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Yungblud is the freak of our times who doesn't give a fuck about homologation - Concert Review

n the 1970s, a young person who rebelled against the established ways of behaving and acted unconventionally was called a freak. Yungblud knows something about it, but more importantly, he has become its undisputed spokesman. His is a story worth telling, and one that can be traced back to rural Yorkshire. Born and raised in a family of musicians influenced by Bob Dylan, the Beatles, and the Clash, he has demonstrated since his debut his ability to combine very different narrative styles and musical genres, demonstrating his chameleon-like nature. During the live show at the Forum in Milan - where I rediscovered the beauty of pogoing as I had not done in years - the rock matrix of his songs is certainly predominant, but there is also plenty of room for more punk, pop, alternative, and hip-hop forays. Yungblud cannot be pigeonholed, defined, or labeled, and perhaps that is why he appeals to such a wide audience. He knows how to speak to his generation, making himself its spokesman and inviting his audience to respect two fundamental rules of his artistic constitution. "During my shows, I want everyone in the audience to be treated with love and fucking respect. Take care of each other," he shouts to the eleven thousand people in the Forum.

Then there's mental health, another central theme in the life and career of the British singer-songwriter, who has faced major demons in the past, from anxiety attacks to bullying, depression, and suicide attempts. In an interview with NME, he once said: "If you know Yungblud, the music is secondary. I don't give a shit about hit records. I'm only interested in a culture, like the Stone Roses or Green Day, where I go on stage and we come together because we're part of each other's lives. That's what it's all about, connecting with people. If I don't do that, I die. If I don't, I'll want to kill myself again. I know it's bullshit, that we all have this codependency, but that's the way it is. I am like them, as they are like me." He reiterates this with conviction in one of the visuals accompanying the concert narrative - which begins with "21st Century Liability" and ends with "Loser", sandwiched between all his greatest hits and a cover of Machine Gun Kelly. The centrality of being able to ask for help, to reach out to others, and to find the strength to respond in the knowledge that you are never really alone is at the heart of everything the Doncaster musician writes, composes, and produces. At the same time, it is perhaps something far greater and more complex to describe in words, for it encompasses legions of fans who see themselves in him, in his way of being, living, and communicating.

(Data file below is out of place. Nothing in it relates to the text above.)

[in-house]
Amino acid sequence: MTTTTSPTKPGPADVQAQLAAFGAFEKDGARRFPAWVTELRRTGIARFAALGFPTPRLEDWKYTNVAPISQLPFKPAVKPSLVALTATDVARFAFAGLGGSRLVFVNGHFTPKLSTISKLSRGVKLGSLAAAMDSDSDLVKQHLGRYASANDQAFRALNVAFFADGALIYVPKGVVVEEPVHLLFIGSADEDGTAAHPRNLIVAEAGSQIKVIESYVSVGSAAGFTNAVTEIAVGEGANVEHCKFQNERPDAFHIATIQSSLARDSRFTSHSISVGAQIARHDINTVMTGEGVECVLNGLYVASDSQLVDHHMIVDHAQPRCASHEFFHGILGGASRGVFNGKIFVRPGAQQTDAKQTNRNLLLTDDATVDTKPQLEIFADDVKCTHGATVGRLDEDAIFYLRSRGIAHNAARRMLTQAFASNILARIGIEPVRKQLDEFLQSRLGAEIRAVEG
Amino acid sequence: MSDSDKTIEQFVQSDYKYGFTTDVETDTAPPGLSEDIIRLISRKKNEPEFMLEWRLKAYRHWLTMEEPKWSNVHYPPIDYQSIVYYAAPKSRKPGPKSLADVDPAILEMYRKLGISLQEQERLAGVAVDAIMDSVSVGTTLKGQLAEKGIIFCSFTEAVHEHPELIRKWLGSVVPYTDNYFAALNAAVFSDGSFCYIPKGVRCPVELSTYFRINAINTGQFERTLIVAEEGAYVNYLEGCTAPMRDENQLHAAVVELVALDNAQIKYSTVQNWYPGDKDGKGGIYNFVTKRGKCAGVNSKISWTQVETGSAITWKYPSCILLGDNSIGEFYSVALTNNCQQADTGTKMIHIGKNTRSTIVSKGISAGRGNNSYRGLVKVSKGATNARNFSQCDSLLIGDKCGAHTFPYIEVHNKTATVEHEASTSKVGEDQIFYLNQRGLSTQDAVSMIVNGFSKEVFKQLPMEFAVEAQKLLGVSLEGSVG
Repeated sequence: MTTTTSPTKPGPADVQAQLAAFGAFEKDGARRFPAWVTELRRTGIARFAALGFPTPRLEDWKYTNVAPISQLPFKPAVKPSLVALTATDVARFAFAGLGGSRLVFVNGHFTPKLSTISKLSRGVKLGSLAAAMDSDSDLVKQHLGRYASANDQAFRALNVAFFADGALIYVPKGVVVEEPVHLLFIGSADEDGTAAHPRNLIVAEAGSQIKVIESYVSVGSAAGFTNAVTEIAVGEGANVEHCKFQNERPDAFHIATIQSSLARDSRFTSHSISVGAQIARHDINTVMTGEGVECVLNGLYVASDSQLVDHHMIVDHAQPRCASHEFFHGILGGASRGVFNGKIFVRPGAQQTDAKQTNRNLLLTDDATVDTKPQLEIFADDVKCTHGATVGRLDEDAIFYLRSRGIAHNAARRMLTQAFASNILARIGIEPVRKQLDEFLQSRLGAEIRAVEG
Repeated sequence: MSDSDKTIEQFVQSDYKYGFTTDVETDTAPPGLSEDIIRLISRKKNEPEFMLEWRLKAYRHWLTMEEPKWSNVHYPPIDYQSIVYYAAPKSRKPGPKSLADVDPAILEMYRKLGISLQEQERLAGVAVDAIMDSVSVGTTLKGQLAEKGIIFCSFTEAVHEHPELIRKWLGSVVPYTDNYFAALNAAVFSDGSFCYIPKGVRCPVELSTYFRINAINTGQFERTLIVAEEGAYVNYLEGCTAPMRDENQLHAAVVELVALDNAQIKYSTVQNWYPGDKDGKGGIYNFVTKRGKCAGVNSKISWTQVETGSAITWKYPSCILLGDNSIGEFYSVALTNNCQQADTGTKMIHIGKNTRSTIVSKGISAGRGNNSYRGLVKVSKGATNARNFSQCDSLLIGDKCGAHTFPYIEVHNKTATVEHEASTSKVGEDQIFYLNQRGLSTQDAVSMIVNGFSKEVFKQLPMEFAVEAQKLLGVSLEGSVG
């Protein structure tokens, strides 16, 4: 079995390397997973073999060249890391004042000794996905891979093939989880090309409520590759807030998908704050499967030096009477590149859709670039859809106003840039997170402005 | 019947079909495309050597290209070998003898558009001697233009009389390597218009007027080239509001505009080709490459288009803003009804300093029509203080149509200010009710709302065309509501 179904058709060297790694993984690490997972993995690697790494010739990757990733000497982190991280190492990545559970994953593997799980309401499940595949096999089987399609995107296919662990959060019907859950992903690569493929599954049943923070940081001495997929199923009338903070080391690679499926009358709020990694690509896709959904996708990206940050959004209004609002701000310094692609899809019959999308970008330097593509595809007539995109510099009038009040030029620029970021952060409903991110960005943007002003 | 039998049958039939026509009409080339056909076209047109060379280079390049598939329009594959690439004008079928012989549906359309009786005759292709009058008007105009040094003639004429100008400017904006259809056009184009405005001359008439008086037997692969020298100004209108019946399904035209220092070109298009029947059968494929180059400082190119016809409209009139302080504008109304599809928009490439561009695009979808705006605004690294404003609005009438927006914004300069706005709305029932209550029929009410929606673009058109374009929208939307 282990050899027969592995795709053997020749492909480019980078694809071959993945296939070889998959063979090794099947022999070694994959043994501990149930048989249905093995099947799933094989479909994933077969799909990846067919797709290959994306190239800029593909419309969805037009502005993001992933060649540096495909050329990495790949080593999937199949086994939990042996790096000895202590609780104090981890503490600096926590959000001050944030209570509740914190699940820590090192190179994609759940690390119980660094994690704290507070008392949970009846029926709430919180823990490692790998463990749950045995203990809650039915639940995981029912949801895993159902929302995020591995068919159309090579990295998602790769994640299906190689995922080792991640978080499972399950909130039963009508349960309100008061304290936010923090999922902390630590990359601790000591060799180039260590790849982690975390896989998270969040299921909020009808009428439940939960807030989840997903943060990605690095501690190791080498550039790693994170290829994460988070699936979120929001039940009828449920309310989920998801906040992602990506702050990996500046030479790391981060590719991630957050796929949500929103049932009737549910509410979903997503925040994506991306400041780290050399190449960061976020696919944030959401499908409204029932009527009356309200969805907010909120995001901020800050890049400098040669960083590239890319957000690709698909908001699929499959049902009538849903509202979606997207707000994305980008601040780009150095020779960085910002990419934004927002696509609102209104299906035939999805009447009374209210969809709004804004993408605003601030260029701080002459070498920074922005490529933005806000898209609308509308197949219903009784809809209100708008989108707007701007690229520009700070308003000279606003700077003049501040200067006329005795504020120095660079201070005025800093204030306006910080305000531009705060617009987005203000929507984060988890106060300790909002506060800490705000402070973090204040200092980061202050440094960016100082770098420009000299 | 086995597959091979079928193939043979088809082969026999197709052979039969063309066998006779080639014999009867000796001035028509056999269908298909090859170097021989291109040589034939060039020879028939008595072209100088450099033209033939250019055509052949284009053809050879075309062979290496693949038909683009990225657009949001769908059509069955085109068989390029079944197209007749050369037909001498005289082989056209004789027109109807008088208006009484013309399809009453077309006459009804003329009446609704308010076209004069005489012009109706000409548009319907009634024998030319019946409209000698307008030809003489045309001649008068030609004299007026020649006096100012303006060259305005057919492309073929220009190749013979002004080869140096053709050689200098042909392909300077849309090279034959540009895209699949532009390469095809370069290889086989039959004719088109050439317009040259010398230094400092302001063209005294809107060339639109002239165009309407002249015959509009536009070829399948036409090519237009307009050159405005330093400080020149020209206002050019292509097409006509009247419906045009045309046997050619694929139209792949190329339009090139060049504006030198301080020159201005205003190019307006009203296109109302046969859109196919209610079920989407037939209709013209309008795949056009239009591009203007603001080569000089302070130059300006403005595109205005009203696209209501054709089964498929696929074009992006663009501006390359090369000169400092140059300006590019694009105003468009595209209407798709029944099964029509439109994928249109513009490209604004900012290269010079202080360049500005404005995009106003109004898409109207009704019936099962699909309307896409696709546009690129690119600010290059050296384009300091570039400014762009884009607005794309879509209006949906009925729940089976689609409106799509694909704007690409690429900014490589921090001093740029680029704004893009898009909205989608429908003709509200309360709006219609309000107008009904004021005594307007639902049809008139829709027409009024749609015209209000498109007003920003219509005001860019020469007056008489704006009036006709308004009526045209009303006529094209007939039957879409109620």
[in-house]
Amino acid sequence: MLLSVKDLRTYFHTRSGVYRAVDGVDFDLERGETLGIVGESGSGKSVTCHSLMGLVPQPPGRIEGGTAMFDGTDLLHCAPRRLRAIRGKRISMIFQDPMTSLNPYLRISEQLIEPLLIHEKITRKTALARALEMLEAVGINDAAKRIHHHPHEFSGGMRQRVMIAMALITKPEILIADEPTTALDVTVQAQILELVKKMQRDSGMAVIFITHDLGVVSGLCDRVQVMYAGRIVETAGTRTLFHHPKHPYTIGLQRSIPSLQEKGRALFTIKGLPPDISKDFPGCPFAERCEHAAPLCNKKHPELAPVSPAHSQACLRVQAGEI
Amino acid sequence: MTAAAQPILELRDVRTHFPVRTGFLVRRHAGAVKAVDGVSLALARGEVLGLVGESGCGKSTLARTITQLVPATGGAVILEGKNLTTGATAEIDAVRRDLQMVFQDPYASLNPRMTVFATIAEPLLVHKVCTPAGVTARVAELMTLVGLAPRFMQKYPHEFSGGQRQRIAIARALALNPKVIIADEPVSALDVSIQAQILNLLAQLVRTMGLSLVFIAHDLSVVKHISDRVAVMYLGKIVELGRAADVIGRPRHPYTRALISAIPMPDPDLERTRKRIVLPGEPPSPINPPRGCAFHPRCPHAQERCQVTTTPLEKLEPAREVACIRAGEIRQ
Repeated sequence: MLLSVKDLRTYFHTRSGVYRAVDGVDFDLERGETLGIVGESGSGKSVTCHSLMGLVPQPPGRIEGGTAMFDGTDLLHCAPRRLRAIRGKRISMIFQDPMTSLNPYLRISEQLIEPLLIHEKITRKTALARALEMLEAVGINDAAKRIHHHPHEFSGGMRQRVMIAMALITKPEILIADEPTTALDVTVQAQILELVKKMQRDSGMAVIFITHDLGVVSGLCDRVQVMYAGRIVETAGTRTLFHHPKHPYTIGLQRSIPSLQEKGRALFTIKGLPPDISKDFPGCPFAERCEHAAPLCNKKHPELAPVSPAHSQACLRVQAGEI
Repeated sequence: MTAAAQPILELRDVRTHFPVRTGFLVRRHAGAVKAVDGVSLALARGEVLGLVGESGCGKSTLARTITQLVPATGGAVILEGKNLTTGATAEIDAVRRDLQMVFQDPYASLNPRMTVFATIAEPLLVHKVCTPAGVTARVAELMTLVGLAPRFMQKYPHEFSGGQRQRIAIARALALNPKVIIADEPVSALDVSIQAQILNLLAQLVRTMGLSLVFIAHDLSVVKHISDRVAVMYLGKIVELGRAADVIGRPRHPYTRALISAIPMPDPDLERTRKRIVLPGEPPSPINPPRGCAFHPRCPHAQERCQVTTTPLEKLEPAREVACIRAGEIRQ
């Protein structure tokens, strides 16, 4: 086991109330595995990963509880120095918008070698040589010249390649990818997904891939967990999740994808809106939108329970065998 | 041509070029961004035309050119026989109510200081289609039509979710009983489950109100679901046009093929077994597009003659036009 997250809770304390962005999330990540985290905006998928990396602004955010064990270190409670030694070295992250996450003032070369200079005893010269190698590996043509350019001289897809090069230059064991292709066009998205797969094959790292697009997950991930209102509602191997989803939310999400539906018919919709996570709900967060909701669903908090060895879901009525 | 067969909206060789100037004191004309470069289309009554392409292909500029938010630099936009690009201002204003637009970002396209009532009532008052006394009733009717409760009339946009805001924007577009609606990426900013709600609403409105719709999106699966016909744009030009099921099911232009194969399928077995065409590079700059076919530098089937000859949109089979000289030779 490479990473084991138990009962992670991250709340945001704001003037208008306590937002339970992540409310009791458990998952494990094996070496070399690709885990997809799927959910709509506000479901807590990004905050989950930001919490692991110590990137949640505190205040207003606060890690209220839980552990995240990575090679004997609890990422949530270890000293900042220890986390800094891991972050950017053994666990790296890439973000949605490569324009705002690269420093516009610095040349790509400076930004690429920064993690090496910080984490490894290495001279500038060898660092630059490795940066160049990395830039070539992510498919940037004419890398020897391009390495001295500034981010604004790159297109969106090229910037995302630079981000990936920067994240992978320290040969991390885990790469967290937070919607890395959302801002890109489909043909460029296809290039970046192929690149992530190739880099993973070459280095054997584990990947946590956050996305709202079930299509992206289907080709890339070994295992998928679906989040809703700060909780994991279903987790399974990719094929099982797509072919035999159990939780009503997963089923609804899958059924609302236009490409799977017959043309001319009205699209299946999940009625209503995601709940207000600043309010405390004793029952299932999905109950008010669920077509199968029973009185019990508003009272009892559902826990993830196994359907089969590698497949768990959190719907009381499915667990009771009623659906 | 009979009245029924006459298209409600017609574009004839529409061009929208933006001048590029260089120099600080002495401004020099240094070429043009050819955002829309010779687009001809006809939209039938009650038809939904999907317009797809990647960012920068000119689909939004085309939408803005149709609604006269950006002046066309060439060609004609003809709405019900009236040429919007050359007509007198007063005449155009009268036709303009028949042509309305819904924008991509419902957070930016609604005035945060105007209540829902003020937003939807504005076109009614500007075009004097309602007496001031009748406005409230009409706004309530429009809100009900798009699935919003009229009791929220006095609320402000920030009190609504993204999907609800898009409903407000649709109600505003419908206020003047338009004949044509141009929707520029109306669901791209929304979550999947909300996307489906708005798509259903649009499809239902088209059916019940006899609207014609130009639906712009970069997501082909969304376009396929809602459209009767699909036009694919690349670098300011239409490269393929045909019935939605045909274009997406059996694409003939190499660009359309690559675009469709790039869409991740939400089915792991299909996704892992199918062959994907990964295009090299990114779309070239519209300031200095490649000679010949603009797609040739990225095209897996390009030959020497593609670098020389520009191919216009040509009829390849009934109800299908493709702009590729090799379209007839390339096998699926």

Yungblud is not the conventional pop star we are used to dealing with. With a rebellious exterior that hides a huge heart and an equally sensitive and delicate soul, he has chosen music as a means of confessing his less pleasant, rougher, and harder-to-digest sides. Those who listen to music in 2023 are tired of perceiving an artist as a container of banal arguments and sounds. They're looking for the quid to prove that the dogmas of the contemporary music industry have changed, and Dominic Harrison - that's his real name - seems to have managed to shake them all up. The songs he brings to the stage are therapeutic, a punch in the gut, a hymn to freedom of expression, a necessary and imperative cry that echoes through the walls of the Forum as if everything was about to implode. Among the three thousand people on the Forum's ground floor, there is a guy who calls him the new prophet of music. And he may be right. On the other hand, what remains when the curtain closes is a deeply symbolic message. A sincere encouragement to society's outcasts, the misunderstood, and the marginalized. The same fleabags he sings about in one of his songs.

Words: Alessia Bisini

Disclaimer: The original version of this concert review appeared on the Italian publication HeyJude Magazine on March 11th 2023.